Wednesday, March 30, 2011
As GE continues to draw criticism for avoiding U.S. taxes, The Daily Beast looks at other corporations, from Google to News Corp., that have creatively kept billions from Uncle Sam.
- Altria (Philip Morris): "Taxation strategy: Between 2001 and 2003, the cigarette maker took advantage of $3.3 billion in tax breaks, which effectively cut its taxes by one-third. One cause for the tax-cost cutting: accelerated depreciation, which estimates an asset’s declining value faster in earlier years of ownership as a way of deferring income taxes."
- Boeing: "Taxation strategy: Despite a double-digit tax rate, Boeing has managed to escape paying federal taxes for the last three years thanks to a plethora of foreign subsidiaries, which act as a tax haven. According to Citizens for Tax Justice, the airplane maker paid 0.3% of its pre-tax income in federal income taxes in 2010."
- Devon Energy: "Taxation strategy: Using accelerated depreciation, tax breaks, and benefits from stock options allowed the oil-and-gas company to sneak by with an average tax rate of just 3% from 2001 through 2003. In 2009, the company’s total tax benefit was $1.7 billion."
- General Electric: "Taxation strategy: GE's "innovative" accounting methods—which allowed it to accrue a $3.2 billion tax benefit in 2010, $833 million in 2009 and $651 million in 2008—are legendary. The company employs an entire team of former IRS and Treasury officials, dubbed the "world's best tax law firm," to make sure that profits are recorded in tax havens, tax breaks are maximized and laws passed on Capitol Hill are favorable to its interests. In the last five years, its fillings show $26 billion in domestic profits, padded with a net tax benefit of $4.1 billion."
- Goodrich: "Taxation strategy: In the past, Goodrich’s effective tax rate was as low as 11.3%. Since Goodrich is an aerospace company, one straightforward reason is the tax breaks it can claim are related to the depreciation of assets."
- Google: "Taxation strategy: Transfer pricing. Incomes are reported in foreign tax havens while liabilities are reported domestically. Google’s patents are also licensed outside of the U.S., allowing it to license its patents domestically and write off the expense."
- Hartford: "Taxation strategy: Hartford is just one of many insurers that have been “benefiting from a variety of provisions in the tax code intended to favor the industry.” According to The Wall Street Journal, the life-insurance company, which claimed it was eligible for between $1.1 billion and $3.4 billion in TARP funds in 2008, had paid just $1.4 billion in taxes in the preceding decade (or an effective rate of 7.7%)."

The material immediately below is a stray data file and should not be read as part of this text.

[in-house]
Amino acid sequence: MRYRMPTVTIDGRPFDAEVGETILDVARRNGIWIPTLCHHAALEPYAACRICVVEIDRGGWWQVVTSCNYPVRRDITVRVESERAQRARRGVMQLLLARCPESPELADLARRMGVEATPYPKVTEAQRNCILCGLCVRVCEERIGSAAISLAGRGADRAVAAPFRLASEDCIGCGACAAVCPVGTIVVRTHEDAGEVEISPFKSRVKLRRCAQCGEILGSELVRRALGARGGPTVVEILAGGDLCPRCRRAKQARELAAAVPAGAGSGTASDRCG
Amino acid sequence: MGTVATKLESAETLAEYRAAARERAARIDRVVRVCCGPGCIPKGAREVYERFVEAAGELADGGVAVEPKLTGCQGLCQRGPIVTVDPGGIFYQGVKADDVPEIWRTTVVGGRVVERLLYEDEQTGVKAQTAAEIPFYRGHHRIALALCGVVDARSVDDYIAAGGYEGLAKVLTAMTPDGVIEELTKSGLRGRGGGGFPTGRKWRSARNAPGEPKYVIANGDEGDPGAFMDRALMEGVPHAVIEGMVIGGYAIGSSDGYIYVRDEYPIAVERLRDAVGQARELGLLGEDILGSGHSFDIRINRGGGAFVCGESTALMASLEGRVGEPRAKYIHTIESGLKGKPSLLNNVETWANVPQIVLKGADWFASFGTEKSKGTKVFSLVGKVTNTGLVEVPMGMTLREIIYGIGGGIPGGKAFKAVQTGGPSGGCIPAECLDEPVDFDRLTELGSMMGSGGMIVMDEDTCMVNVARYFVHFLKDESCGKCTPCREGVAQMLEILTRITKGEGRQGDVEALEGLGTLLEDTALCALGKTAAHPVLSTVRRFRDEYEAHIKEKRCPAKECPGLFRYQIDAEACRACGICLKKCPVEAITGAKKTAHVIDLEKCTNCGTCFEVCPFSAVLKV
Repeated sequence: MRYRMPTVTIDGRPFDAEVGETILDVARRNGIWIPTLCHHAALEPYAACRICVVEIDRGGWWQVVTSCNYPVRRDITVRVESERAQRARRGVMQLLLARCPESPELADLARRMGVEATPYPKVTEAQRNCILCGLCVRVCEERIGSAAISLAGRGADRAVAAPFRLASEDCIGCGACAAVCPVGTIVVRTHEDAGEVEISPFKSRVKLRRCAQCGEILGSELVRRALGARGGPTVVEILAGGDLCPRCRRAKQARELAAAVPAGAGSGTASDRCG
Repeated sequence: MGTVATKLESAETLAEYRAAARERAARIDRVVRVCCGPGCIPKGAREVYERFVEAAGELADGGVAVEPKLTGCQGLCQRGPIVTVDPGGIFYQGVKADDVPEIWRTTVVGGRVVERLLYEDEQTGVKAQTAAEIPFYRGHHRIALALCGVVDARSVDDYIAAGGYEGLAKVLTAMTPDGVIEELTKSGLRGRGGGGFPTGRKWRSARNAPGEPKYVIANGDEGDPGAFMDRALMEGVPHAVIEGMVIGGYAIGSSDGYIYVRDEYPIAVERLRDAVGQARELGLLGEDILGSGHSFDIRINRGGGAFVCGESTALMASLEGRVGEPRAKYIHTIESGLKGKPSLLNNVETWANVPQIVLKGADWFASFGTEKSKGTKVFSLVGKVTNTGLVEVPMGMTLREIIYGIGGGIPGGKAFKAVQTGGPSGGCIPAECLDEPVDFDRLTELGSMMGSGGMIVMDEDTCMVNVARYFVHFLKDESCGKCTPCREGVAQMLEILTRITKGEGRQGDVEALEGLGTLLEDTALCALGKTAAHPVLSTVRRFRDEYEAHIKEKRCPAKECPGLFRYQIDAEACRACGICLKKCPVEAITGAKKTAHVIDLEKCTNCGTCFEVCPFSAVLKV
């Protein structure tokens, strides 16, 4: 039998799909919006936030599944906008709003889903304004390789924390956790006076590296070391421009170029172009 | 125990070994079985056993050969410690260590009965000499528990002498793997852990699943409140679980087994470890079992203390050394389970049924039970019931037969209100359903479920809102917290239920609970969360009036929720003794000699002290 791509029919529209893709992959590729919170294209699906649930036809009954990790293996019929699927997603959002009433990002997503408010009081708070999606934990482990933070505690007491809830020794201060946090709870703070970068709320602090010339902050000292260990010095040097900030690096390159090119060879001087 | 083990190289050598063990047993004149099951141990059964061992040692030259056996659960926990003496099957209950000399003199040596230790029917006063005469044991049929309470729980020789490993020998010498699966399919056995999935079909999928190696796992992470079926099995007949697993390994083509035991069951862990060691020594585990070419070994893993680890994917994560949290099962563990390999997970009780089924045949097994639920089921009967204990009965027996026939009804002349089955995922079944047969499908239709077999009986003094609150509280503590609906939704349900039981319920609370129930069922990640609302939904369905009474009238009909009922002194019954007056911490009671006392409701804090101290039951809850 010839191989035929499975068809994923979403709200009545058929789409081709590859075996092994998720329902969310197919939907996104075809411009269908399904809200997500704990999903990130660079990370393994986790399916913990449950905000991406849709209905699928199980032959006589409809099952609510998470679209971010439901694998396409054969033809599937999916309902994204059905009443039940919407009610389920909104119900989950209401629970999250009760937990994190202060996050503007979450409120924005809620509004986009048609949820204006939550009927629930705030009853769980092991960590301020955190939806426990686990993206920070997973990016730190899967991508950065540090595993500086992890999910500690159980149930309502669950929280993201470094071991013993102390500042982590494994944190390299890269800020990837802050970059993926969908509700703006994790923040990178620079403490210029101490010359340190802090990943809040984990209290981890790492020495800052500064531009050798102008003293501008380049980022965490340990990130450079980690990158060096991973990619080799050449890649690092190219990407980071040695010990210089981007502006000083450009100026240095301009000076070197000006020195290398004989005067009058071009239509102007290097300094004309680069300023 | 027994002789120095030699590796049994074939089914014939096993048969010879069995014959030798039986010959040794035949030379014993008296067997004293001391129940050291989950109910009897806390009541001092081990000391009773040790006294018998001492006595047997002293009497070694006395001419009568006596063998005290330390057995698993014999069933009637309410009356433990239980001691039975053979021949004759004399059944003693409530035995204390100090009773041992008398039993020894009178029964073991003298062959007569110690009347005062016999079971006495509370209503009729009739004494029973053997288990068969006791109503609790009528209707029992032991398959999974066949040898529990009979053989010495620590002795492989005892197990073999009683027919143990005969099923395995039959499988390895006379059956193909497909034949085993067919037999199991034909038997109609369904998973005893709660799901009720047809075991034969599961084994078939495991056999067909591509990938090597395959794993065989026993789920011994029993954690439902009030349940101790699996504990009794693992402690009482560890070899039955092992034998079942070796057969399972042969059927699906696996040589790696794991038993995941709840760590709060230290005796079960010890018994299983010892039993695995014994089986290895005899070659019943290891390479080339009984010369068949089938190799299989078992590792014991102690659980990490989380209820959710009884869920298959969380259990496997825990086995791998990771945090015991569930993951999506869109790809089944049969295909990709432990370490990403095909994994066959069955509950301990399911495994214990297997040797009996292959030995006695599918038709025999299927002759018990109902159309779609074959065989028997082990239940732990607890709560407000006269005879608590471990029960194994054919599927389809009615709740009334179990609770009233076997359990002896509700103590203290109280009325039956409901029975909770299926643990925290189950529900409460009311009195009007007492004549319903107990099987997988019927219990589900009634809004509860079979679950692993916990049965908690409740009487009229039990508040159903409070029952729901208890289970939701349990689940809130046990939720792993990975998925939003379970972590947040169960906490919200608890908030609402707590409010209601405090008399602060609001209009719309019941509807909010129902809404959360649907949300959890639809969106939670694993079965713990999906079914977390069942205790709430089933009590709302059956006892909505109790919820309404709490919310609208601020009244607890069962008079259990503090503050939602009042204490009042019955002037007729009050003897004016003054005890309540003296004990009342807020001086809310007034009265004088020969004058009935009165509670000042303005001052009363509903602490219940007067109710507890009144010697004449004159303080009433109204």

- Hewlett-Packard: "Taxation strategy: As a tech company, H-P does what most do. It keeps its IP and incomes registered in other countries. In 2004, when companies were temporarily allowed to repatriate earnings abroad, H-P claimed $14.5 billion of the $15 billion it had earned abroad as domestic earnings."
- IBM: "Taxation strategy: In 2009, the tech giant shrank its effective tax rates by nearly 10% by postponing the taxes it earned abroad. Between 2001-2003, the company’s tax liabilities were slashed by 95% thanks to a litany of breaks it was able to claim."
- Microsoft: "Taxation strategy: Microsoft has a history of shifting its reported income through various foreign locales—to Bermuda via The Netherlands via Ireland—to limit domestic income. The tactic isn’t just for the long-established techies, it has also been adopted by Facebook."
- Morgan Stanley: "Taxation strategy: Stock options tax savings have provided Morgan Stanley with hundreds of millions of dollars over the years, as has its low-tax finagling abroad. When the American Jobs Creation Act was passed (with help from extensive corporate lobbying) and companies were allowed to repatriate earnings for an income tax rate of 5.25% (much lower than the standard 35%), Morgan Stanley was among the major corporations to take advantage."
- New Corp: "Taxation strategy: In December 2008, the Government Accountability Office reported that 83 of the 100 largest companies in the U.S. had subsidiaries in foreign tax havens. One of the companies with the highest number was News Corp., which then had more than 150 subsidiaries in tax-haven locales."
- Oracle: "Taxation strategy: Transfer pricing—though not without implications. Oracle suffered a bit last fall when its Japanese subsidiary had to negotiate an advance agreement with tax authorities in the U.S. and Japan so that it wouldn’t get hit with transfer price taxes in Japan. But the agreement forced the subsidiary to agree to pay higher royalty fees and had to lower its earnings projections. Its stock closed 9% below the previous day’s close on the Nikkei, the Japanese stock market."
- Pfizer: "Taxation strategy: Like many pharmaceutical and technology multinationals, Pfizer has used transfer pricing to record sales in one country to profits (on paper) in another country entirely."
- Time Warner: "Taxation strategy: The entertainment conglomerate managed some swift accounting to use its merger with AOL in 2000 to leave it with little tax to pay. Between 2001 and 2003, Time Warner claimed tax breaks that cut its taxes by 121 percent—and allowed the company to pay nothing at all in taxes for two years."
(Hat Tip: Francine Lipman.)